Analysts speculate about the possibility that China has long-term ambitions of controlling the East Mediterranean port of Haifa – an European access point for Gulf resources – in case of any future Palestinian peace deal that results in the Arab states recognizing Israel and use its infrastructure for transport of goods and for pipelines in order to save more than 40% of the costs that they pay for transiting their cargo through the Suez Canal.
Some Israeli observers claim that in addition to the security concerns, the powerful Haifa port workers’ union is not happy with the Chinese company managing the container terminal at the port.
There have been two major cases when Israel’s efforts to develop ties with China have generated tension with the U.S.: In 2000 Israel’s sale (agreed four years earlier) of the Phalcon advanced airborne early-warning system was cancelled under Washington pressure; in 2005, the Israel Aircraft Industries (IAI) deal to upgrade the Harpy unmanned aerial vehicles (UAVs) – concluded with China several years earlier – was likewise blocked.
Israel’s trade with its immediate neighbours is rather symbolic. Nearly all the container cargo that enters and leaves Israel passes through its ports of Haifa, Ashdod and Eilat. The port of Haifa is the largest of the three. It has a natural deep water harbour, and serves both passenger and merchant ships. It is one of the largest ports in the eastern Mediterranean in terms of freight volume and handles over 30 million tons of cargo per year. The port employs over 1,000 people.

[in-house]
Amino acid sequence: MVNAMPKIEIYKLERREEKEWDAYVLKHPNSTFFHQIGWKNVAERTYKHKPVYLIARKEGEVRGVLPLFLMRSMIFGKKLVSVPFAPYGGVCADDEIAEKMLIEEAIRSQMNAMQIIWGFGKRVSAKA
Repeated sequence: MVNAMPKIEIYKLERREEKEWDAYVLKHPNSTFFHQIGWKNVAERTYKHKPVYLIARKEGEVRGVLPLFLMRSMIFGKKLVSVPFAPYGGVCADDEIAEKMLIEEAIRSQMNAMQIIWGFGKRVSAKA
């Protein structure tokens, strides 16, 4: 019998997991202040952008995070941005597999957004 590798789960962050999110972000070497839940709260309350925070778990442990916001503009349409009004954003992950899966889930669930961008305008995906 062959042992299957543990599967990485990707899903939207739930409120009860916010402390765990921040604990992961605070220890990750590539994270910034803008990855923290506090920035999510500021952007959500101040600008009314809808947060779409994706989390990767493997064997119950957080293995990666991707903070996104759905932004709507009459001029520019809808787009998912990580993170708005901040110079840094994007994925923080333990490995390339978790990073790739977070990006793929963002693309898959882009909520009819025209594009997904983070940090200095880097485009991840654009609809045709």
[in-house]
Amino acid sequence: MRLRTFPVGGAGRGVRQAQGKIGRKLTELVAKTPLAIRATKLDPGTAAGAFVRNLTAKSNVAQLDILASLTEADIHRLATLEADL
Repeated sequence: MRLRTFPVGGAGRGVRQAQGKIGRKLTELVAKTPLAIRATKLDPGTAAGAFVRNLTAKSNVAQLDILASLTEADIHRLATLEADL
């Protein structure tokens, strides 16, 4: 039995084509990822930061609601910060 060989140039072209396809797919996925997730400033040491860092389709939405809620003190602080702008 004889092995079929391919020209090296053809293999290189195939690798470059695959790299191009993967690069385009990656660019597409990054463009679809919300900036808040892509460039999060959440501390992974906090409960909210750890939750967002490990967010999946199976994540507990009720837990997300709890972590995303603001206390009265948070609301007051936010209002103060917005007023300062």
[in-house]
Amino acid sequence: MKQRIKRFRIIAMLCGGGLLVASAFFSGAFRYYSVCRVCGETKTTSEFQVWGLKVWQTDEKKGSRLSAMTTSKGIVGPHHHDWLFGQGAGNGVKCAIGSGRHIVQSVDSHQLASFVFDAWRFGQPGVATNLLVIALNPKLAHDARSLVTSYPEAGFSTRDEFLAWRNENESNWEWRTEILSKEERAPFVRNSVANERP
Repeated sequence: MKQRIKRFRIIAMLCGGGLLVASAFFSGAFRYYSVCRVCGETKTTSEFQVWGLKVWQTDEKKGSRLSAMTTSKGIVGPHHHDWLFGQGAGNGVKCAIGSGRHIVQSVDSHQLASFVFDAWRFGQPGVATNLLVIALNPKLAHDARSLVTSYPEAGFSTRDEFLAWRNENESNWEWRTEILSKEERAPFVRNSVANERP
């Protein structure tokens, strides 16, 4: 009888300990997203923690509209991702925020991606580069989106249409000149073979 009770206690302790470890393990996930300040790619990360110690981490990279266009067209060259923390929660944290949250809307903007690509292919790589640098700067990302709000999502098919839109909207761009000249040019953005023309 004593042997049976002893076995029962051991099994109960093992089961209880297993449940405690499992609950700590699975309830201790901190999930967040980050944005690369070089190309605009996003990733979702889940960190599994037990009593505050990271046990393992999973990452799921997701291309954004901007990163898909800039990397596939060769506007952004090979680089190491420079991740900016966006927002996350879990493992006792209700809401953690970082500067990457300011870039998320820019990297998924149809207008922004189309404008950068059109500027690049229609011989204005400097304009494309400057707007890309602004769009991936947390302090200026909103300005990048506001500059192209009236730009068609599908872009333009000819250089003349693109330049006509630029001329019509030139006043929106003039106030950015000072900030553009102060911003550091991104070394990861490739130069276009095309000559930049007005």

Haifa Port is close to the busiest shipping route in the world – from and to the Suez Canal. The port can handle any type of cargo – container (67% of all cargo), bulk, seeds, chemicals, fuel and Ro-Ro through a large number of approaches and quays.
The port is protected by two breakwaters: the main one is 2,826 m long to the north-west and the lee breakwater which is 765 m long to the east. The width of the entrance channel between the two breakwaters is 183 m. The channel is 13.8 m deep. Vessels with a draft of up to 13 m can anchor safely in the main port. The port basin has an area of 2 million m² and the land area of the main port zone is about 700,000 m².
In December, Israel’s government approved a tender for a strategic partner (investor) in the operation of Haifa port, in order to upgrade the harbour’s facilities and enhance its competitiveness. The tender will be launched in 2019 and is envisaged in a cooperation agreement signed by Israel’s transport and finance ministries, as well as Haifa port operator Namal Haifa and trade union Gistadrut. As part of the project, Israel’s transport ministry will carry out projects to construct access roads to Haifa port.
Apart of the ports of Haifa and Ashdod, China has also been involved in constructing Tel Aviv-Jerusalem railway; possibly the proposed Tel Aviv-Eilat railway; the Acre-Carmiel railway; Mount Carmel tunnels; Tel Aviv’s light rail transit system, water desalination sites. The estimated value of all these projects is $25 billion.
The port of Eilat (Elat) is the only Israeli port on the Red Sea, located at the northern tip of the Gulf of Aqaba. It opened in 1947 and is mainly used for trading with Far East countries. It allows Israeli ships to reach the Indian Ocean without having to sail through the Suez Canal.